And now for the really good news: eating chocolate is healthy for you

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The Independent Online
Barely a year after acknowledging the health benefits of alcohol, health ministers face a new dilemma; the rehabilitation of chocolate, a dietary taboo for millions.

Two years ago, the Government was ridiculed for its healthy eating advice which stipulated no more than three-quarters of a small bar of chocolate per person per week.

Now scientists from California claim that the fat-laden, sugar-rich, caffeine concoction with its addictive feel-good properties and legendary aphrodisiac powers, is a powerful protector against heart disease.

Not only should we eat more of it, they say, but to extract the maximum benefit for our arteries, we should drink a sip of red wine with each Fresh Coffee Creme or Hazelnut Truffle that passes our lips.

Like red wine, chocolate contains chemicals known as phenols, which prevent the oxidation of low-density lipoproteins ("good" blood fats) into a more dangerous form which clogs up the coronary arteries.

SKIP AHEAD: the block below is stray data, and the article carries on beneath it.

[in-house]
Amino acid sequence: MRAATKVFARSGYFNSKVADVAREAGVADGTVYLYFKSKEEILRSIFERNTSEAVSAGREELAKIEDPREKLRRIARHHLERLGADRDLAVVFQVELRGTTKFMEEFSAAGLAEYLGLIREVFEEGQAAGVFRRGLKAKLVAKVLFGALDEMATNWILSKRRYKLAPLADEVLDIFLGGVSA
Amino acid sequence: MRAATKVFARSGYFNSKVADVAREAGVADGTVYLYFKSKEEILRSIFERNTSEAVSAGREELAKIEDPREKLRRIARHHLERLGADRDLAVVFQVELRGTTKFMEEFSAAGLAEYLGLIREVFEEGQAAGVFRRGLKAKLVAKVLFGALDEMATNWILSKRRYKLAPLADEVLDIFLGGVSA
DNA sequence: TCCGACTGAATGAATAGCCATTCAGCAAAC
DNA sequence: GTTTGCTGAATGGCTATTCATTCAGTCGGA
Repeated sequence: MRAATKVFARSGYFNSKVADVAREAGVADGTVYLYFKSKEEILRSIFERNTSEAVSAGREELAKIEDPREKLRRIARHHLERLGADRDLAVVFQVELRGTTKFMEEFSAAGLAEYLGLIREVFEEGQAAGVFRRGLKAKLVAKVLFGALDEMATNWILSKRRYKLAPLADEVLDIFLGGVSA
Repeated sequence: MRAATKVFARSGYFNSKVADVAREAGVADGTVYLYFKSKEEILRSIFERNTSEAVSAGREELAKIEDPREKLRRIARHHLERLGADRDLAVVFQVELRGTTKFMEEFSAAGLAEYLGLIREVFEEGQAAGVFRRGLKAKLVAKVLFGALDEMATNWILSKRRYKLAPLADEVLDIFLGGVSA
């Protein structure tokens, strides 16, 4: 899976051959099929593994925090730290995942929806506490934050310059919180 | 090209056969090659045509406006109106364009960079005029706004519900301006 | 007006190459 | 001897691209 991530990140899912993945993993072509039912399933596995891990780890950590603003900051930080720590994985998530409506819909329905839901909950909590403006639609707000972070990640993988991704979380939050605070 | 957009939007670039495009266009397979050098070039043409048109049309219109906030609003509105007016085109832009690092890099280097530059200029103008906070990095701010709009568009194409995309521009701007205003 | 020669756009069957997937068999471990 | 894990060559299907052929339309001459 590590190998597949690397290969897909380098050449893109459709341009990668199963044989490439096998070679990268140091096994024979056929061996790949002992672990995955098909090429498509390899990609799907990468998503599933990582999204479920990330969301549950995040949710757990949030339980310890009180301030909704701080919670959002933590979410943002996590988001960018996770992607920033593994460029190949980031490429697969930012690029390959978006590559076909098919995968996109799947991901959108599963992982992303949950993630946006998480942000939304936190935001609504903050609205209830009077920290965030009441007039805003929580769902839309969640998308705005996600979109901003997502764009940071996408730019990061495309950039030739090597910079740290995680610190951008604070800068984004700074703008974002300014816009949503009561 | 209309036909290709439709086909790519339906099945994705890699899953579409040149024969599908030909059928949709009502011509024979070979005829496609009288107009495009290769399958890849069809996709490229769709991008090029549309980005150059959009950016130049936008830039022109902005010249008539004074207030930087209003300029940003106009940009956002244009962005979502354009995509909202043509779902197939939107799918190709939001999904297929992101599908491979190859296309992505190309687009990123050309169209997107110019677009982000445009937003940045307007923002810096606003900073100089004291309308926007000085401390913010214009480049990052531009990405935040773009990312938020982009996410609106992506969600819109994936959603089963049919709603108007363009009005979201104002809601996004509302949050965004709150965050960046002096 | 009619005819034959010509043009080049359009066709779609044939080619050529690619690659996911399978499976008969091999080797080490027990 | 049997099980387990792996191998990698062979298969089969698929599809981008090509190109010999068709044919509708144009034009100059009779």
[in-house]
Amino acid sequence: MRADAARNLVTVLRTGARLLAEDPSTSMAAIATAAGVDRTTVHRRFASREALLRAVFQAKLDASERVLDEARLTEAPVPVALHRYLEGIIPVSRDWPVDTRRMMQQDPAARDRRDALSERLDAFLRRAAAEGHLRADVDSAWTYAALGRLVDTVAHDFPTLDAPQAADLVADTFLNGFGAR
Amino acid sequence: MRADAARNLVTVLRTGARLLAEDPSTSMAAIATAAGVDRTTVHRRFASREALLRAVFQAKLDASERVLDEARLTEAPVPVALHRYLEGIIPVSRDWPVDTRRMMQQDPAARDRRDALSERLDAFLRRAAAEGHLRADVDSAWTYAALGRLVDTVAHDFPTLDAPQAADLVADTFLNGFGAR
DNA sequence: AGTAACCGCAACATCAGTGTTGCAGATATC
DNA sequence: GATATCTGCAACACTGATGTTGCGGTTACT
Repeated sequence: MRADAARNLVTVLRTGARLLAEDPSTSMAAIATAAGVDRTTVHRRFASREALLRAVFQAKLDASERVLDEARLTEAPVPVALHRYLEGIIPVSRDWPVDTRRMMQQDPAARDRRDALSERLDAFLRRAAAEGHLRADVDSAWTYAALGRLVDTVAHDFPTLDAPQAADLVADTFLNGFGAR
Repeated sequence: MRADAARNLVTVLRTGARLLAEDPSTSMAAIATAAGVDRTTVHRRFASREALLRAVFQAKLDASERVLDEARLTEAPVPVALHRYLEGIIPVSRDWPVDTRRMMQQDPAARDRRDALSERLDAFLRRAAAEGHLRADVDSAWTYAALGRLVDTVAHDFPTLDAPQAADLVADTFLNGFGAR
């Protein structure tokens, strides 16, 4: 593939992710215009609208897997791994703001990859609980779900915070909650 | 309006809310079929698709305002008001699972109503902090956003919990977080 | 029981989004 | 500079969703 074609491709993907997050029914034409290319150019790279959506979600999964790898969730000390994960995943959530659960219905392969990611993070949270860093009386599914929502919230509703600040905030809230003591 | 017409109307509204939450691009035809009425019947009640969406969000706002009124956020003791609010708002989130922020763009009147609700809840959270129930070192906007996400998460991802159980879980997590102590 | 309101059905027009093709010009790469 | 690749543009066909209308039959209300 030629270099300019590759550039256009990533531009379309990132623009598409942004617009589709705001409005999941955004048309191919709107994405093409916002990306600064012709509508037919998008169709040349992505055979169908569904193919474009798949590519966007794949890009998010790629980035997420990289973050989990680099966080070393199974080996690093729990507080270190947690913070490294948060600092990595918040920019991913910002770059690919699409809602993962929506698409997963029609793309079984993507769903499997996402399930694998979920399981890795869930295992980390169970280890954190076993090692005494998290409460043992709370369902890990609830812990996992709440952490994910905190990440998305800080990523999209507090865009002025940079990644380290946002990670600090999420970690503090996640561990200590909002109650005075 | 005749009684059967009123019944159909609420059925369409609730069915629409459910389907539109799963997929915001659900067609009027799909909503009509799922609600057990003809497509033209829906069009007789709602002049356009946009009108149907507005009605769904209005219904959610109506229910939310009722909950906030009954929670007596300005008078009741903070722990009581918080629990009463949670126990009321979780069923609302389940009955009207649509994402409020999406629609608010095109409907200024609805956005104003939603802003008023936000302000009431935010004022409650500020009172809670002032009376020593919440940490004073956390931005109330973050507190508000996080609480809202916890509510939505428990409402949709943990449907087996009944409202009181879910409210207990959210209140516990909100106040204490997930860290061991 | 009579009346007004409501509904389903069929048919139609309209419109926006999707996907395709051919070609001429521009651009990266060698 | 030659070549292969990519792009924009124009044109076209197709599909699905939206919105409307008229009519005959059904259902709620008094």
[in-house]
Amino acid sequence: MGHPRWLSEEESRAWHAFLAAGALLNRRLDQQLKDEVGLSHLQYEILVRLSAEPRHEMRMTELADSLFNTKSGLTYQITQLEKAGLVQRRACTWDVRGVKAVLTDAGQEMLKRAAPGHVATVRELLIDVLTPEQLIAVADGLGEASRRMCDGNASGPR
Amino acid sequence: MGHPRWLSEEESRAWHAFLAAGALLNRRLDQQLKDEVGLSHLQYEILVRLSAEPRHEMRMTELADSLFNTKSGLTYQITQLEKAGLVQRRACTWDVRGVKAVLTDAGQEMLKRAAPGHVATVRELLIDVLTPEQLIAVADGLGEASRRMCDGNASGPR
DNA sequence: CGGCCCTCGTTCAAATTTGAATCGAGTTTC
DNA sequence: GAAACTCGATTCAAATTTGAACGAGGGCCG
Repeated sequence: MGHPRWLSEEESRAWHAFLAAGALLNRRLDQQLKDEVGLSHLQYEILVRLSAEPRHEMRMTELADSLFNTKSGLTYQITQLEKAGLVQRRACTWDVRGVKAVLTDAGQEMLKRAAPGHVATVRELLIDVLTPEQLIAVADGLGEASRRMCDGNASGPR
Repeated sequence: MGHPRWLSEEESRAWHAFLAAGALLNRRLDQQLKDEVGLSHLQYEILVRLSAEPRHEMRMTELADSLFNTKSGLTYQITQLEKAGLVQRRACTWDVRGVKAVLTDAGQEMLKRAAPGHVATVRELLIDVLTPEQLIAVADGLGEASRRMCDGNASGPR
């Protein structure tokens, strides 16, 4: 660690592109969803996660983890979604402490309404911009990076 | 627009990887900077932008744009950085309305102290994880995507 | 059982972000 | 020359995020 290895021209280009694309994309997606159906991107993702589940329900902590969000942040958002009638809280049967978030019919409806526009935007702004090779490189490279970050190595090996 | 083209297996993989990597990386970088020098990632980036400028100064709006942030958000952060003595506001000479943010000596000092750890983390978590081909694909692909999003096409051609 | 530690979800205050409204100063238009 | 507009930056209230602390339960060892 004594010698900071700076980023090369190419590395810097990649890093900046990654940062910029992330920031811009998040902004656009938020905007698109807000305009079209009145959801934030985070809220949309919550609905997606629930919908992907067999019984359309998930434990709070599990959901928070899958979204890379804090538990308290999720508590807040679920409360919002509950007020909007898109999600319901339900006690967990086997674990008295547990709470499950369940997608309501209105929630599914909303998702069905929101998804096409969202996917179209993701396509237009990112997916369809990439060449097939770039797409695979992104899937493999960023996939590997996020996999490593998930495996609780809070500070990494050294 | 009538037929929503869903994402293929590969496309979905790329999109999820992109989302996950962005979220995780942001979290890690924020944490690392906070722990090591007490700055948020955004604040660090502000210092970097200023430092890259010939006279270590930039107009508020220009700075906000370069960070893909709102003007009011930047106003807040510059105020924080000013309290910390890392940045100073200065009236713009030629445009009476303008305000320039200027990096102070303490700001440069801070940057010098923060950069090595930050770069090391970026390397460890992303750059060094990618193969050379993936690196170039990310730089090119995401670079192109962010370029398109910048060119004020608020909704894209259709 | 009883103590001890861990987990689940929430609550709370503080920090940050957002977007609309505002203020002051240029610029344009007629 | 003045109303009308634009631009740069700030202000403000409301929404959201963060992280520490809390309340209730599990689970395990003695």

Dr Andrew Waterhouse and colleagues in the Department of Viticulture and Enology at the University of California in Davis, tested a range of confectionary products and found that one piece of milk chocolate had almost the same amount of phenol as a glass of red wine. Plain, dark chocolate contained even more phenol than the milk variety, according to their report in tomorrow's issue of The Lancet.

There is well-documented evidence on the protective effects of red wine against heart disease linked with its high-concentration of phenolic flavonoids.

Further research has suggested that it is the alcohol content which primarily influences the blood fats rather than chemicals present in a particular type of wine.

This lead to the Government's controversial decision to relax its sensible drinking limits late last year.

Dr Waterhouse urges more research into chocolate to demonstrate that it's anti-oxidant properties work in people. But he is hopeful that the "pleasant pairing of red wine and dark chocolate could have synergistic advantages beyond their complementary tastes.

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